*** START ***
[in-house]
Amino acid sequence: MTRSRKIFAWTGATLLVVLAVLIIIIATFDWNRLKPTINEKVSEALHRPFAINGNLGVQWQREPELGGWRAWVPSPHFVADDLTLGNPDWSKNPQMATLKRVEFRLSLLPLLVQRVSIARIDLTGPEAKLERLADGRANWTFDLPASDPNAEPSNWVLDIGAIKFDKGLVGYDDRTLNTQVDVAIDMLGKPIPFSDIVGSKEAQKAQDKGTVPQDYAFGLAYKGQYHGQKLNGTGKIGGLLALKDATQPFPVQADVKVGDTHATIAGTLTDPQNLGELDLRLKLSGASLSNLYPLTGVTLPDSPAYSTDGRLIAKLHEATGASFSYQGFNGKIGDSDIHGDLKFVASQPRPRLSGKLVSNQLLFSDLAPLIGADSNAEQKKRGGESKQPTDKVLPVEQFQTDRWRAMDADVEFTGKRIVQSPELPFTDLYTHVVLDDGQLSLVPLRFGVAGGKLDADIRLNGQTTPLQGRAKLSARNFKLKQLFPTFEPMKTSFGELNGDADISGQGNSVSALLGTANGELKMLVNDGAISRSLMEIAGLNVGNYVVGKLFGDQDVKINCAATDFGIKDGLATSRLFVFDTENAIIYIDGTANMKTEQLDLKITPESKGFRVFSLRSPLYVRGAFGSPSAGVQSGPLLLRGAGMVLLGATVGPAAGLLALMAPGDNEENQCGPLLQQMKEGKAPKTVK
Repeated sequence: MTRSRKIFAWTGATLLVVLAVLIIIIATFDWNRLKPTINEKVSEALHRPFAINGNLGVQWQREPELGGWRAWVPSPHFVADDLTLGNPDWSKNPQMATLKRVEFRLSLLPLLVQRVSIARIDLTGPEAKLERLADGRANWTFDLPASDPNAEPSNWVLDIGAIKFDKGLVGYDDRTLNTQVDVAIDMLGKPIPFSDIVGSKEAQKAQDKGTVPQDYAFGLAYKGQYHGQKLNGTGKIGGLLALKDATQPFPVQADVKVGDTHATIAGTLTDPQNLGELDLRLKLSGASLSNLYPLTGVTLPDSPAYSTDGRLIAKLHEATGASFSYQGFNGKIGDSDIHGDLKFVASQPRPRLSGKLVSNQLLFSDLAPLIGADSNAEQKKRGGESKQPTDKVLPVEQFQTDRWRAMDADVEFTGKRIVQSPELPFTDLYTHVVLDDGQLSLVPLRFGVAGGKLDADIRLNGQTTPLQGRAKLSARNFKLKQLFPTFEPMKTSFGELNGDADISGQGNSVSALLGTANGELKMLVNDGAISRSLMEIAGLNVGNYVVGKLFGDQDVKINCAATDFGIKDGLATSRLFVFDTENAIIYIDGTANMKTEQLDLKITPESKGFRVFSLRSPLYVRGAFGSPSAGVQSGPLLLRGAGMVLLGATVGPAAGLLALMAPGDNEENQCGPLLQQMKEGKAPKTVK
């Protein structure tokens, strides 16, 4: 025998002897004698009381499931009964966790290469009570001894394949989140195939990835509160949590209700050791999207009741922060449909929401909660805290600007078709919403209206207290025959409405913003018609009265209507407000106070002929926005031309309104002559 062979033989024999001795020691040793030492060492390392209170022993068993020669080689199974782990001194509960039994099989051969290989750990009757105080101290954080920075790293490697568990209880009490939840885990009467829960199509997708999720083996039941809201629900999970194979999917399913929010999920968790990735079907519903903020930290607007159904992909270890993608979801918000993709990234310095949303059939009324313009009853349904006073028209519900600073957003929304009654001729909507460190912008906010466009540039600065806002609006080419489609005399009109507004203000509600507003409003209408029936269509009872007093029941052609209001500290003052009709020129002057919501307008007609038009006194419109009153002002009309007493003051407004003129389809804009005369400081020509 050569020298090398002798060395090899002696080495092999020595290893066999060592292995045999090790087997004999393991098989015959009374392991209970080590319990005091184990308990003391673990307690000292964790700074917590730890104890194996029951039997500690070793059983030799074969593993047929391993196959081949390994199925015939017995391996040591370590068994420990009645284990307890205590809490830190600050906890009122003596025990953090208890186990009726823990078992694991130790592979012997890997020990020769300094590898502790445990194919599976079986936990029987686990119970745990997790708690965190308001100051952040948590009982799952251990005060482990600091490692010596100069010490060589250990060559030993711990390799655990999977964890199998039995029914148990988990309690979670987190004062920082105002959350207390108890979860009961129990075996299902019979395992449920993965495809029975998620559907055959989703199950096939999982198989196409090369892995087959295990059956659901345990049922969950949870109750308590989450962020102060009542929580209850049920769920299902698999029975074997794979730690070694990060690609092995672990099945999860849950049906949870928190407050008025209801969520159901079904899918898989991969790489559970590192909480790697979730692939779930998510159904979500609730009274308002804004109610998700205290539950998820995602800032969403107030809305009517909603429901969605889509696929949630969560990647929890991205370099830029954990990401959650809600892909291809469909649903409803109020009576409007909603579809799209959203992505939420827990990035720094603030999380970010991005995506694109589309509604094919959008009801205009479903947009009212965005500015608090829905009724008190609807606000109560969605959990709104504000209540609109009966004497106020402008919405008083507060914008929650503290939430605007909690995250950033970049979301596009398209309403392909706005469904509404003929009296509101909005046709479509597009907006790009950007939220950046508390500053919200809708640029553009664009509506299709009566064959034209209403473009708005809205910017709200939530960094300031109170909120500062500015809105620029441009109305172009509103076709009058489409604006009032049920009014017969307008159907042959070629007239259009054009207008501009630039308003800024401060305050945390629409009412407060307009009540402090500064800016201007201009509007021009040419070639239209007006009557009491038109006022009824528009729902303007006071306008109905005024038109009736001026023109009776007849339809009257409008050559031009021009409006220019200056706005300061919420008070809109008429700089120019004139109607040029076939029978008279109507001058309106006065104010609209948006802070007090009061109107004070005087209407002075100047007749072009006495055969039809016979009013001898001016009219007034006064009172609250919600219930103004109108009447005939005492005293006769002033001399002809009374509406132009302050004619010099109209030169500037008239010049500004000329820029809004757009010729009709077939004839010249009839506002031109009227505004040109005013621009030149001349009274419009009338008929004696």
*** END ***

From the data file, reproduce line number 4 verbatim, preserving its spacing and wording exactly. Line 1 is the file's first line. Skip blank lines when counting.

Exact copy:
């Protein structure tokens, strides 16, 4: 025998002897004698009381499931009964966790290469009570001894394949989140195939990835509160949590209700050791999207009741922060449909929401909660805290600007078709919403209206207290025959409405913003018609009265209507407000106070002929926005031309309104002559 062979033989024999001795020691040793030492060492390392209170022993068993020669080689199974782990001194509960039994099989051969290989750990009757105080101290954080920075790293490697568990209880009490939840885990009467829960199509997708999720083996039941809201629900999970194979999917399913929010999920968790990735079907519903903020930290607007159904992909270890993608979801918000993709990234310095949303059939009324313009009853349904006073028209519900600073957003929304009654001729909507460190912008906010466009540039600065806002609006080419489609005399009109507004203000509600507003409003209408029936269509009872007093029941052609209001500290003052009709020129002057919501307008007609038009006194419109009153002002009309007493003051407004003129389809804009005369400081020509 050569020298090398002798060395090899002696080495092999020595290893066999060592292995045999090790087997004999393991098989015959009374392991209970080590319990005091184990308990003391673990307690000292964790700074917590730890104890194996029951039997500690070793059983030799074969593993047929391993196959081949390994199925015939017995391996040591370590068994420990009645284990307890205590809490830190600050906890009122003596025990953090208890186990009726823990078992694991130790592979012997890997020990020769300094590898502790445990194919599976079986936990029987686990119970745990997790708690965190308001100051952040948590009982799952251990005060482990600091490692010596100069010490060589250990060559030993711990390799655990999977964890199998039995029914148990988990309690979670987190004062920082105002959350207390108890979860009961129990075996299902019979395992449920993965495809029975998620559907055959989703199950096939999982198989196409090369892995087959295990059956659901345990049922969950949870109750308590989450962020102060009542929580209850049920769920299902698999029975074997794979730690070694990060690609092995672990099945999860849950049906949870928190407050008025209801969520159901079904899918898989991969790489559970590192909480790697979730692939779930998510159904979500609730009274308002804004109610998700205290539950998820995602800032969403107030809305009517909603429901969605889509696929949630969560990647929890991205370099830029954990990401959650809600892909291809469909649903409803109020009576409007909603579809799209959203992505939420827990990035720094603030999380970010991005995506694109589309509604094919959008009801205009479903947009009212965005500015608090829905009724008190609807606000109560969605959990709104504000209540609109009966004497106020402008919405008083507060914008929650503290939430605007909690995250950033970049979301596009398209309403392909706005469904509404003929009296509101909005046709479509597009907006790009950007939220950046508390500053919200809708640029553009664009509506299709009566064959034209209403473009708005809205910017709200939530960094300031109170909120500062500015809105620029441009109305172009509103076709009058489409604006009032049920009014017969307008159907042959070629007239259009054009207008501009630039308003800024401060305050945390629409009412407060307009009540402090500064800016201007201009509007021009040419070639239209007006009557009491038109006022009824528009729902303007006071306008109905005024038109009736001026023109009776007849339809009257409008050559031009021009409006220019200056706005300061919420008070809109008429700089120019004139109607040029076939029978008279109507001058309106006065104010609209948006802070007090009061109107004070005087209407002075100047007749072009006495055969039809016979009013001898001016009219007034006064009172609250919600219930103004109108009447005939005492005293006769002033001399002809009374509406132009302050004619010099109209030169500037008239010049500004000329820029809004757009010729009709077939004839010249009839506002031109009227505004040109005013621009030149001349009274419009009338008929004696």